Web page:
*or "isn't marketable", same thing.

  2. deemikay says:

    And it doesn't bode well for good unpublished poets who have the indecency to go and die! Unless they give readigns at seances ๐Ÿ˜‰

  3. Cadwallender says:

    I understand the problem Colin all too well. A couple of poets that I published in the past wouldn't do readings and what do you do if they won't sell their books? It took ages to shift their work and if it is crucial for cash flow and continued publication it can be devastating to small publishers.
    So poets kill off publishers quite often, which is never good. I used to grab a bunch of readers and launch books without the poets but ultimately it's about getting the books read and a poet who doesn't want their poems read is a rare beast. Larkin as I understand it didn't read for the same reason that he turned down the poet laureateship, because he no longer wrote. Fair enough.
    Your way of publishing is fantastic. No tricky contracts which aren't worth much anyway and a publisher that is honest, straightforward and not ripping off poets for imagined royalties.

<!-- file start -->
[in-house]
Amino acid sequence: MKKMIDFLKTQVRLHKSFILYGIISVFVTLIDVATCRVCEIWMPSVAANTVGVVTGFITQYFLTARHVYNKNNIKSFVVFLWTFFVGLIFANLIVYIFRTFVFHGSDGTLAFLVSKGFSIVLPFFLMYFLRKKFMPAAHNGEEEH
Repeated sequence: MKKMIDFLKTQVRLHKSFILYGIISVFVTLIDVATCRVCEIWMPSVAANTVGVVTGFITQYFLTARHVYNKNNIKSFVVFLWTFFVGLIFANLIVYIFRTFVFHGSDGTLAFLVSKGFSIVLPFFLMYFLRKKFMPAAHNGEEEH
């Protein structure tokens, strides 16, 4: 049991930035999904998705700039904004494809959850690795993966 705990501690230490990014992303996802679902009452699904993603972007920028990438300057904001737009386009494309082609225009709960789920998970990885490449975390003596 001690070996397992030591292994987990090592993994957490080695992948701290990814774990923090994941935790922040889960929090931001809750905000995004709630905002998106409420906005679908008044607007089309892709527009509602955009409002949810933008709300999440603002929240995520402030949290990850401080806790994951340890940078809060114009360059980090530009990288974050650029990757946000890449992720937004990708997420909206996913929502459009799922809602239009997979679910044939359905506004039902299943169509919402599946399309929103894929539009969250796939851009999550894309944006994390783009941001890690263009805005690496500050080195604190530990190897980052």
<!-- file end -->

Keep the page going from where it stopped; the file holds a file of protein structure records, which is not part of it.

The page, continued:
You do a fine job within logical limitations and I think you are admirable and a good role model for any would be small press publisher.

  4. Colin Will says:

    deemikay: The heavily subsidised major publishers do a great job in publishing dead poets and shy poets, and I'm glad they do. I'm not going to compete – it's a different part of the marketplace.

    Cadwallender: The cash flow issue is a crucial one for the small publisher, as we both know. Any time I've spoken to financial advisers they tell me I'm 'risk averse', but it's just my version of common sense.

  5. deemikay says:

    Sorry Colin, Iwasn't meaning to have a go at you. I was just meaning that in a society where marketability is increasingly becoming the main factor, only those who are marketable will be construed as "quality". Hence why 99% of "pop music" is full of uninteresting sound-a-likes. But there are still small independent labels who keep things interesting (if not "pop").

    Independent labels and publishers do good work. But when the big ones only start thinking about marketability, well…

    (sorry if I didn't make myself clear…)

  6. Colin Will says: